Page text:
Up until today I'd been buying pre-made arepas in the supermarket. Brands like Don Maiz, Delicias del Maiz, and La Bumanguesa are all pretty good, plus there is a lot of variety available (white corn, yellow corn, with cheese, super thin, thick, with or without salt, etc.).
But on my last trip to the supermarket I decided that I should start making my own. Instead of buying a bag of arepas, I brought home a bag of white cornmeal and this morning for breakfast I made the dough and shaped 6 little arepas. I cooked one to go with my fried egg and refrigerated the rest for snacks throughout the week.
The easiest way to make homemade arepas is to buy a bag of P.A.N. pre-cooked white cornmeal. All you have to do is add water and salt, then you shape them, cook them, and you're done.
I think the most time consuming part of the whole process is making the patties. They don't have to be perfect (kinda like mine) but what is important is a consistent thickness so that they cook evenly. It's pretty simple:
Yields 6 patties
1 1/4 cup luke warm water
1/2 teaspoon salt, or to taste
1 cup P.A.N. white cornmeal
Place the water and salt in a bowl and stir to dissolve. Add the cornmeal and begin to mix with a fork. Once most of the water has been absorbed, start mixing with your hand until a slightly tacky dough forms.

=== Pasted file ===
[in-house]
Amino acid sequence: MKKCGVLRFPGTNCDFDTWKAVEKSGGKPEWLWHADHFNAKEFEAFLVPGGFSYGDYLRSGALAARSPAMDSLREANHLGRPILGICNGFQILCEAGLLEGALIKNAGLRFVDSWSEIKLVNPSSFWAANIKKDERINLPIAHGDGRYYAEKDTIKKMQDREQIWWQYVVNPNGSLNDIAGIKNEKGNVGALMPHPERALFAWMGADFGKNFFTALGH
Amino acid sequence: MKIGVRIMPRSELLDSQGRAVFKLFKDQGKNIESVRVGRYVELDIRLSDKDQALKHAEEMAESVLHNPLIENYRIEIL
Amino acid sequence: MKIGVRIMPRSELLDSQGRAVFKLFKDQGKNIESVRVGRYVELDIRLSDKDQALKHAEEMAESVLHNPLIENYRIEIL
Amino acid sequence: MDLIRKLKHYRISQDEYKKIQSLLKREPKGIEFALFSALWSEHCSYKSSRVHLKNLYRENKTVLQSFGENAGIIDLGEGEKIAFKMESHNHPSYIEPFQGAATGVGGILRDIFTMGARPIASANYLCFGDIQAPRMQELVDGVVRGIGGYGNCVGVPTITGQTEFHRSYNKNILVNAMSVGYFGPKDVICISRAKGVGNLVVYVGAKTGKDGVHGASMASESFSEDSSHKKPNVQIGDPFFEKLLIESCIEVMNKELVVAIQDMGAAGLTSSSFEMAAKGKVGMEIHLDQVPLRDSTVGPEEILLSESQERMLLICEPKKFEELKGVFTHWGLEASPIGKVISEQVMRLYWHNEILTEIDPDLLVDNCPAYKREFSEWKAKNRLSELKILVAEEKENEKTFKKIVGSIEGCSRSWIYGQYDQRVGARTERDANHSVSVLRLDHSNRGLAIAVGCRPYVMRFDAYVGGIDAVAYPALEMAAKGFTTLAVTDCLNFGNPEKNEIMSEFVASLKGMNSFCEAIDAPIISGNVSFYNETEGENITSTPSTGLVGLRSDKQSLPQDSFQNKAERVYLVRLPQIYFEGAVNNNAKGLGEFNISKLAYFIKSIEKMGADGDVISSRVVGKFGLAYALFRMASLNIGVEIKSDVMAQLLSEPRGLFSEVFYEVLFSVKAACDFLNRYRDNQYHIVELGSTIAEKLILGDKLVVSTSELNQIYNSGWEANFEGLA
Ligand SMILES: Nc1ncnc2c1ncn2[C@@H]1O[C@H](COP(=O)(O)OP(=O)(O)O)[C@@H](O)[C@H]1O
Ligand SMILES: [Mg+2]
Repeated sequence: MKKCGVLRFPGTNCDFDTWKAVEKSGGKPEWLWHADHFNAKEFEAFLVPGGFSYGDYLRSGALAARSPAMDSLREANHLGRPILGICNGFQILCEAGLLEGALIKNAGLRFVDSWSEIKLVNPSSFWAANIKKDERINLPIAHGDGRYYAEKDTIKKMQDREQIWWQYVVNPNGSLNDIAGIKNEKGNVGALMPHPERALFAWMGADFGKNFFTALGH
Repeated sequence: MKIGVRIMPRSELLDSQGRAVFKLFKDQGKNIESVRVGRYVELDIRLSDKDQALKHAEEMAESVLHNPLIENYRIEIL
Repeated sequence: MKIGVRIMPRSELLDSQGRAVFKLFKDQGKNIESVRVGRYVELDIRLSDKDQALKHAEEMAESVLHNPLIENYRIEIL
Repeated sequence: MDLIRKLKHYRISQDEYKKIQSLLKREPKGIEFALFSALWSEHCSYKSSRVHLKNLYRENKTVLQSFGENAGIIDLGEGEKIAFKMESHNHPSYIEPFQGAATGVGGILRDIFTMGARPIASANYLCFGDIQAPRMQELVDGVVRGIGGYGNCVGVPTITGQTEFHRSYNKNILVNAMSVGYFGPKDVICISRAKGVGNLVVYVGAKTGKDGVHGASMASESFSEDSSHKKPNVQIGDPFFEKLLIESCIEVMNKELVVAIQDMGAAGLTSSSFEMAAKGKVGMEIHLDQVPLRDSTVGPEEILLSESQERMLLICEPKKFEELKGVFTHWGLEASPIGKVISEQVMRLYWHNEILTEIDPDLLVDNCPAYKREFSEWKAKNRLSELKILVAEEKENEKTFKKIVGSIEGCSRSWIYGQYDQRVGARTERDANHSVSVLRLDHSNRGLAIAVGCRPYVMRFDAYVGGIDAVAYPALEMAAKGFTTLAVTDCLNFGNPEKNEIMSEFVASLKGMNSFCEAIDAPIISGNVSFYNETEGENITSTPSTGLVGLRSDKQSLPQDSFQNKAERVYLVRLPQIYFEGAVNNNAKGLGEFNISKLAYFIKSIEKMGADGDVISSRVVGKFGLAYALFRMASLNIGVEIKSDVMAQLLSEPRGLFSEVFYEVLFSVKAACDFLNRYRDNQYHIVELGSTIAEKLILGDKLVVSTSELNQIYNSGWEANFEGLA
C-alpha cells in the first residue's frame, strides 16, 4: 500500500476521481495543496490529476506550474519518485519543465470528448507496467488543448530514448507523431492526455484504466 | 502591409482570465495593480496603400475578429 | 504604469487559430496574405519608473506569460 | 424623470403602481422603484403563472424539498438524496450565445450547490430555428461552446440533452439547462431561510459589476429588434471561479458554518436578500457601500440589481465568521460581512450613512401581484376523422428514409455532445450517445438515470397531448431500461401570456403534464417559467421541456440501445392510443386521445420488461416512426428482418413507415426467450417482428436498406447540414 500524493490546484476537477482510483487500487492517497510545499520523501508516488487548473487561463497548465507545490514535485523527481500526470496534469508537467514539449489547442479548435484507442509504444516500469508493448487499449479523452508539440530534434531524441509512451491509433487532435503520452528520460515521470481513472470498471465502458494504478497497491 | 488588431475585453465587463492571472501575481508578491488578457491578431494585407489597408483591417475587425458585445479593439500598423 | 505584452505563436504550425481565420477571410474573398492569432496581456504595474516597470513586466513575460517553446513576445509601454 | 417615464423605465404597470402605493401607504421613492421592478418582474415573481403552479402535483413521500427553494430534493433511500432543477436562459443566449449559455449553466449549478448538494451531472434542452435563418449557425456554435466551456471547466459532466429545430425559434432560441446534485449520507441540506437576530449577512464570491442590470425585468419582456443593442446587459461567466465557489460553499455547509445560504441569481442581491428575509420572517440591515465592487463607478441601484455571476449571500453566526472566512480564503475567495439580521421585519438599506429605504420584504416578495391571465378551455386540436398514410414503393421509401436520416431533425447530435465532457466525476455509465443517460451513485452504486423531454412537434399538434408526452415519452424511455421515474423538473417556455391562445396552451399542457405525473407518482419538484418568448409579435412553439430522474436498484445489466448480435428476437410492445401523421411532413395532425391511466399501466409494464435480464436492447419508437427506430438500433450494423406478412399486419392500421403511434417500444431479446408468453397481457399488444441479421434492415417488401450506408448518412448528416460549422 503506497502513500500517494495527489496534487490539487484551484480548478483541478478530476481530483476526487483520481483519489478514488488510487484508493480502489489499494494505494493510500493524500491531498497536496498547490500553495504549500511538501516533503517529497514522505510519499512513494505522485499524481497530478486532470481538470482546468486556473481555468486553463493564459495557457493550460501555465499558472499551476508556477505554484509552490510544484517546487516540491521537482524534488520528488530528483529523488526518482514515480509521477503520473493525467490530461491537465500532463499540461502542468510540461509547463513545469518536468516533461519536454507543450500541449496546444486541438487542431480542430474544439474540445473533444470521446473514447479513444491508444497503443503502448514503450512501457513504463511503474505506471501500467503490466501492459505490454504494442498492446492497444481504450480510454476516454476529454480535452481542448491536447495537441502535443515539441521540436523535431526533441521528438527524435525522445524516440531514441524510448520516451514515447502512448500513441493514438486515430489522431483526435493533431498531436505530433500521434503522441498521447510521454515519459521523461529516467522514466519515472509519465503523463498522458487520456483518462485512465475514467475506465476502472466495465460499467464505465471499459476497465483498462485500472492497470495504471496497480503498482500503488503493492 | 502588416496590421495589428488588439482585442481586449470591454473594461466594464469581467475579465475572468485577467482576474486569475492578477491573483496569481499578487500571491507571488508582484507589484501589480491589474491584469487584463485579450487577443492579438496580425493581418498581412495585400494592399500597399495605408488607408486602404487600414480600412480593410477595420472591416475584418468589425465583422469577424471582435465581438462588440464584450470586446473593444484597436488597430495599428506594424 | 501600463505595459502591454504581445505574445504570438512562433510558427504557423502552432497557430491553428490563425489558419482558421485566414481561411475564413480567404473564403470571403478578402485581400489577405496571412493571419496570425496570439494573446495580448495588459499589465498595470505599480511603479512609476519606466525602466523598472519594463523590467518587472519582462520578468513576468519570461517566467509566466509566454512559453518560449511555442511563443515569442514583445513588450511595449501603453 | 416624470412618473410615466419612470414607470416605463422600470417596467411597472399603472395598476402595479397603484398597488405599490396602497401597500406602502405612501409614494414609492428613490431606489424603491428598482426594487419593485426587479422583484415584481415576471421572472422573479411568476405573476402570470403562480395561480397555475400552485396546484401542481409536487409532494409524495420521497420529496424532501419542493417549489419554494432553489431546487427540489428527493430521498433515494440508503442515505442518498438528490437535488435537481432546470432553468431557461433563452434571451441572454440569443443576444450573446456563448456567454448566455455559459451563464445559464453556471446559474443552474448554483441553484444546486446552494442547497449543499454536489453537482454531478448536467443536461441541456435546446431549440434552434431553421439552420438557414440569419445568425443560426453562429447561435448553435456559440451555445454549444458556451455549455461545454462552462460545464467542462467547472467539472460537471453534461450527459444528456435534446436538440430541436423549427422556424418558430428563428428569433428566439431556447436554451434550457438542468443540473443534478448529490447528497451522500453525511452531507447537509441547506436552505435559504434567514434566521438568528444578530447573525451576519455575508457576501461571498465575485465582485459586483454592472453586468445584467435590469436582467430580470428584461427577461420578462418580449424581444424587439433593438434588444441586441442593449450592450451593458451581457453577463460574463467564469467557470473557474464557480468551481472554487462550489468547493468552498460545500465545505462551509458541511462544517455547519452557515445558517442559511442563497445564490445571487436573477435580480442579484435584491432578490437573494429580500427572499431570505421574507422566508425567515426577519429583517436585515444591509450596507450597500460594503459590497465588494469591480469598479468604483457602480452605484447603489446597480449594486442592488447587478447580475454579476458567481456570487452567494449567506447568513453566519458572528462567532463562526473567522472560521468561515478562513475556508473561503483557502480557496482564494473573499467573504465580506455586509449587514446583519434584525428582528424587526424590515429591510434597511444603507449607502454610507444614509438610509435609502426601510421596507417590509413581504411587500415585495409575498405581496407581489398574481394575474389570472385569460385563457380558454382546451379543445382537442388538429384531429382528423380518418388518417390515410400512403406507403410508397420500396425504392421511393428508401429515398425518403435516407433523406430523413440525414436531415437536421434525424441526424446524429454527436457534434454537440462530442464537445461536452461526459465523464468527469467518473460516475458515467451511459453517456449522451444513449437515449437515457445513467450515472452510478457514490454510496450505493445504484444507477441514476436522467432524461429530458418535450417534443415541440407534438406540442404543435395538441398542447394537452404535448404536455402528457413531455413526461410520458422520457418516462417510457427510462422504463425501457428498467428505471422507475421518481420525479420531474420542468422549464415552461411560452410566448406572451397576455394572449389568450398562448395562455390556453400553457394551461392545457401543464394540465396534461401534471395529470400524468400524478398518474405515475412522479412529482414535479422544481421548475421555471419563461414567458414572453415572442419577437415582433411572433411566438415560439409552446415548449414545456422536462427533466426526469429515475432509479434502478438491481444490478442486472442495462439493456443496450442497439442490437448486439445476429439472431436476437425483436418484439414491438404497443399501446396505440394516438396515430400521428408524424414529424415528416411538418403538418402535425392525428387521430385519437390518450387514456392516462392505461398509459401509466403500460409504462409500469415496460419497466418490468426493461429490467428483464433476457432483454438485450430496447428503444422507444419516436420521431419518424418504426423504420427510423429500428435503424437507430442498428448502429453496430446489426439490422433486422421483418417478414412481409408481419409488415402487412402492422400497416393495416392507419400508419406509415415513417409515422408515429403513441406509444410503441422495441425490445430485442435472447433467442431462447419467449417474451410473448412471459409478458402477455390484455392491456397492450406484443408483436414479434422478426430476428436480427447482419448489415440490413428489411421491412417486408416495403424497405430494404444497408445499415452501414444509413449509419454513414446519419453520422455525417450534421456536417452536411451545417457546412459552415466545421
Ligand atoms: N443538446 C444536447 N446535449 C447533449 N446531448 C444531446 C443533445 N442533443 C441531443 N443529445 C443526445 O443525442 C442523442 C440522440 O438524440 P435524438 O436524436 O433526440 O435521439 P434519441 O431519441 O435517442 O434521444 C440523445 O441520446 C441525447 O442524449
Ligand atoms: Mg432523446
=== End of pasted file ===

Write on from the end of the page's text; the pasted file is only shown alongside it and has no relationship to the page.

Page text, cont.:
Let the dough rest for a few minutes then get to it...
Take a handful of dough and start shaping patties - avoid cracked edges and try not to make them any thicker than 1/4 of an inch.
Place the arepas on a hot, lightly greased skillet and cook until they start to turn golden brown (about 8 minutes) then carefully flip over and repeat on the other side.
Once both sides are a little crisp and golden they should be done. Tap the arepa and it should sound slightly hollow.
- If you are making several arepas then have your oven preheated to keep them warm while you cook the rest.
- If you want to make more arepas you can just double the recipe without any problem.
- To make cheesy arepas, grate some cheese and add it to the dough before cooking. Another alternative is to sandwich some cheese inside the dough and seal the edges.
- You can shape the patties and store them in the fridge for a couple of days. That way you'll have arepas ready to throw on the skillet for breakfast or an afternoon snack.
- In Colombia, arepas are usually served with butter and salt or fresh cheese. I also like them topped with cream cheese.
- I've never been to Venezuela but from what I gather, one major difference is that they tend to split their arepas in half and smear the inside with butter or cheese or fill them to make a kind of sanwich. Colombian arepas are usually too thin or full of cheese to split in half...
Have you ever made your own arepas? How did it go?